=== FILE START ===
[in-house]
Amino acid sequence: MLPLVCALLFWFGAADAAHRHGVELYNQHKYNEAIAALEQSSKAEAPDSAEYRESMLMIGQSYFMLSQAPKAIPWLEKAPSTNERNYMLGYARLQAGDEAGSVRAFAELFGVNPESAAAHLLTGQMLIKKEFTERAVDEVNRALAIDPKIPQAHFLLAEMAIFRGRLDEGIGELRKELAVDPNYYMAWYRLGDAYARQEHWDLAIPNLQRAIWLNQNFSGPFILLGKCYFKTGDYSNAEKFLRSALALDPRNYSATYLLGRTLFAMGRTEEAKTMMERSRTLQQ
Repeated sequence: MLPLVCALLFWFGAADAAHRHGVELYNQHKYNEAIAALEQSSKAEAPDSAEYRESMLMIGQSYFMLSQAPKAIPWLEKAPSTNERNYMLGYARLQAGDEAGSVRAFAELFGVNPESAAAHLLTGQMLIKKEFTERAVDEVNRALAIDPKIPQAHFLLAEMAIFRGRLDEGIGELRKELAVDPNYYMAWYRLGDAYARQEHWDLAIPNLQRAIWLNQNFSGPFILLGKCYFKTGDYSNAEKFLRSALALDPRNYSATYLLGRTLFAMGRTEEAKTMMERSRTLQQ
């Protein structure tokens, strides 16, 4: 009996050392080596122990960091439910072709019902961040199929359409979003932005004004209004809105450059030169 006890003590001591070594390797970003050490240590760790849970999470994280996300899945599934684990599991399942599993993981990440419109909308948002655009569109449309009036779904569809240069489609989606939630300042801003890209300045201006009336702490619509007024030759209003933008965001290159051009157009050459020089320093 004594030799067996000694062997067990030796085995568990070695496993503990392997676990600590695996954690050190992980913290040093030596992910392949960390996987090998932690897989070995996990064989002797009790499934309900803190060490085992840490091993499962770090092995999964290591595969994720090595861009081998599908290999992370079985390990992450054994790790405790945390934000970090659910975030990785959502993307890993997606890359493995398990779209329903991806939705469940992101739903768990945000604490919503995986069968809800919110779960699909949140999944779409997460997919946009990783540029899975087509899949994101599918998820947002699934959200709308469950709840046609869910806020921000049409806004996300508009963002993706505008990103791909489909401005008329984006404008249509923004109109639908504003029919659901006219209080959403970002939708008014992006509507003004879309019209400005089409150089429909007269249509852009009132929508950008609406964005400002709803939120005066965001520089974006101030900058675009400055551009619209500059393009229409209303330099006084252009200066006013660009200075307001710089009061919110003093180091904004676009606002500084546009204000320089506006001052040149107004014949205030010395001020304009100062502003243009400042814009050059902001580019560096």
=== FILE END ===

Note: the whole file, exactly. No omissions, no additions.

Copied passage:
[in-house]
Amino acid sequence: MLPLVCALLFWFGAADAAHRHGVELYNQHKYNEAIAALEQSSKAEAPDSAEYRESMLMIGQSYFMLSQAPKAIPWLEKAPSTNERNYMLGYARLQAGDEAGSVRAFAELFGVNPESAAAHLLTGQMLIKKEFTERAVDEVNRALAIDPKIPQAHFLLAEMAIFRGRLDEGIGELRKELAVDPNYYMAWYRLGDAYARQEHWDLAIPNLQRAIWLNQNFSGPFILLGKCYFKTGDYSNAEKFLRSALALDPRNYSATYLLGRTLFAMGRTEEAKTMMERSRTLQQ
Repeated sequence: MLPLVCALLFWFGAADAAHRHGVELYNQHKYNEAIAALEQSSKAEAPDSAEYRESMLMIGQSYFMLSQAPKAIPWLEKAPSTNERNYMLGYARLQAGDEAGSVRAFAELFGVNPESAAAHLLTGQMLIKKEFTERAVDEVNRALAIDPKIPQAHFLLAEMAIFRGRLDEGIGELRKELAVDPNYYMAWYRLGDAYARQEHWDLAIPNLQRAIWLNQNFSGPFILLGKCYFKTGDYSNAEKFLRSALALDPRNYSATYLLGRTLFAMGRTEEAKTMMERSRTLQQ
């Protein structure tokens, strides 16, 4: 009996050392080596122990960091439910072709019902961040199929359409979003932005004004209004809105450059030169 006890003590001591070594390797970003050490240590760790849970999470994280996300899945599934684990599991399942599993993981990440419109909308948002655009569109449309009036779904569809240069489609989606939630300042801003890209300045201006009336702490619509007024030759209003933008965001290159051009157009050459020089320093 004594030799067996000694062997067990030796085995568990070695496993503990392997676990600590695996954690050190992980913290040093030596992910392949960390996987090998932690897989070995996990064989002797009790499934309900803190060490085992840490091993499962770090092995999964290591595969994720090595861009081998599908290999992370079985390990992450054994790790405790945390934000970090659910975030990785959502993307890993997606890359493995398990779209329903991806939705469940992101739903768990945000604490919503995986069968809800919110779960699909949140999944779409997460997919946009990783540029899975087509899949994101599918998820947002699934959200709308469950709840046609869910806020921000049409806004996300508009963002993706505008990103791909489909401005008329984006404008249509923004109109639908504003029919659901006219209080959403970002939708008014992006509507003004879309019209400005089409150089429909007269249509852009009132929508950008609406964005400002709803939120005066965001520089974006101030900058675009400055551009619209500059393009229409209303330099006084252009200066006013660009200075307001710089009061919110003093180091904004676009606002500084546009204000320089506006001052040149107004014949205030010395001020304009100062502003243009400042814009050059902001580019560096």